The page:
Without music life would B-Flat
Music is an ever-present part of our daily lives, whether we’re at work, in the car, or simply watching TV. Not only does it reach us on social and emotional levels, but many describe it as spiritual. Music can bring us back to ourselves, be our mirror, and give us back memories we may have forgotten or never knew existed. So how does something as simple as small vibrations through the air benefit us so much?
The idea that music can influence feelings and behaviours probably doesn't come as a surprise. If you've ever felt strangely energised while listening to your favourite party anthem or been moved to tears by a sweet love ballad (looking at you, Ed Sheeran), then you easily understand the power of music to manipulate your thoughts and emotions. But the psychological effects of music can be more powerful than you might think. For example, music therapy is an intervention sometimes used to help patients cope with stress or anxiety, and boost psychological well-being. It involves playing, listening to, or even composing music, developing self-esteem and communication skills in a safe and relaxed environment. Music therapy is usually something utilized by people with mental disorders and disabilities as a way of coping, but even listening to music at home has benefits:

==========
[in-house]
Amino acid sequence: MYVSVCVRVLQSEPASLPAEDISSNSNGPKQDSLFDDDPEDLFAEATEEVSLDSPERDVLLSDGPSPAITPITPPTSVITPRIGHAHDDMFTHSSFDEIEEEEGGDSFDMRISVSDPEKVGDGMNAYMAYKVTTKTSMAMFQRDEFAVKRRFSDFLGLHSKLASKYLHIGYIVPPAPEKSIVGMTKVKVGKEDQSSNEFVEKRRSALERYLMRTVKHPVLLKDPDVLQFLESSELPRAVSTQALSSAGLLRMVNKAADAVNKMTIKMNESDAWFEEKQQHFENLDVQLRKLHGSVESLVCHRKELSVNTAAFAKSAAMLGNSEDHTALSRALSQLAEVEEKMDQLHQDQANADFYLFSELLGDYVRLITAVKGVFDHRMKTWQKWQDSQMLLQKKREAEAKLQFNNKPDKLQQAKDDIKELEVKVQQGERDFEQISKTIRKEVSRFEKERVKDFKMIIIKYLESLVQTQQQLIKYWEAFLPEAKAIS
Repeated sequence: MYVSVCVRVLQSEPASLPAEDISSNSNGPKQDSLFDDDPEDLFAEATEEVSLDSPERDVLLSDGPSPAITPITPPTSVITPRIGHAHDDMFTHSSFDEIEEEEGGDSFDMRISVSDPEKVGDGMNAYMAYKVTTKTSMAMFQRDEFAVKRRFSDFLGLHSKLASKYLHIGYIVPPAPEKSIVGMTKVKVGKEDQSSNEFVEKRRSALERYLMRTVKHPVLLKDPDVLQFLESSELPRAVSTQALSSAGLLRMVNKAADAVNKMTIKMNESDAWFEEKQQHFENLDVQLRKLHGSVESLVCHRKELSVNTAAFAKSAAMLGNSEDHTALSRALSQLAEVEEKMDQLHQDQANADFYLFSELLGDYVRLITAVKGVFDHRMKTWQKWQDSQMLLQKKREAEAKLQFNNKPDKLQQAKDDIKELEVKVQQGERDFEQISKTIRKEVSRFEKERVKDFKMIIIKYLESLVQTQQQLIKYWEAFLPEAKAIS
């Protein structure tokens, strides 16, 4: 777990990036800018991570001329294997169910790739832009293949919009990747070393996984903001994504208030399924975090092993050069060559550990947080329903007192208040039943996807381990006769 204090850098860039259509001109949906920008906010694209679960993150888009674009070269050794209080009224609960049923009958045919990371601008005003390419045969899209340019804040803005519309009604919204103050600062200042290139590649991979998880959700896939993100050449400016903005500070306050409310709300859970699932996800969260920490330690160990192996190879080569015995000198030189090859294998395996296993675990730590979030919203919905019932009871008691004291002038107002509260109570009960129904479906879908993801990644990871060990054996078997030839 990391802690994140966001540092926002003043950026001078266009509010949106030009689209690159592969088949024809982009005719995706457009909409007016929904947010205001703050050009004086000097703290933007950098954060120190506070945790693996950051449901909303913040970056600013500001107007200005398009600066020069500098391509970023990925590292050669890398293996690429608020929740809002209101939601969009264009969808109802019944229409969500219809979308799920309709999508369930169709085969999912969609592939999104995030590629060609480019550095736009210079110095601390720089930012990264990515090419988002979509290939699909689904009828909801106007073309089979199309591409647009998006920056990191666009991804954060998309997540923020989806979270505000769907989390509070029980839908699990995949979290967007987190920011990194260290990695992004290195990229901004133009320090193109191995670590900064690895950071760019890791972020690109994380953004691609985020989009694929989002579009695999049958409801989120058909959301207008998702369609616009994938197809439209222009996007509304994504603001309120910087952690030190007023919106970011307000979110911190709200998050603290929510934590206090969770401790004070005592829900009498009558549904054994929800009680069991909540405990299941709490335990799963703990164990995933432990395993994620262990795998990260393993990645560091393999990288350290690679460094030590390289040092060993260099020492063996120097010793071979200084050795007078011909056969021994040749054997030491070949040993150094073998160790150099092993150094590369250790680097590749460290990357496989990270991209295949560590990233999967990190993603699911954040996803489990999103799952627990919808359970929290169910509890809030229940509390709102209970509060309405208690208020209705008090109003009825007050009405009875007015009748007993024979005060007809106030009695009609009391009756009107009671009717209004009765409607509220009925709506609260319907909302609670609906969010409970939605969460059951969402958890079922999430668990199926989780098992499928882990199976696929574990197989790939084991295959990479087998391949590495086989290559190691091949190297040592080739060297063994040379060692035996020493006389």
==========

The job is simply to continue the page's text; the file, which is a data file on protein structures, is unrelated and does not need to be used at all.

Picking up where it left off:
To me, music is one of the only constant things I've had in my life. It's been there all the time; whenever I need motivation, a mood uplifter or even just a good cry, I always turn to music. So create a playlist of happy songs, or take up an instrument. Sing loud and long, choreograph a dance routine. However you do it, it’s guaranteed that music will always make you feel just a tiny bit better.
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The articles here are written by guest writers or previous TWE members.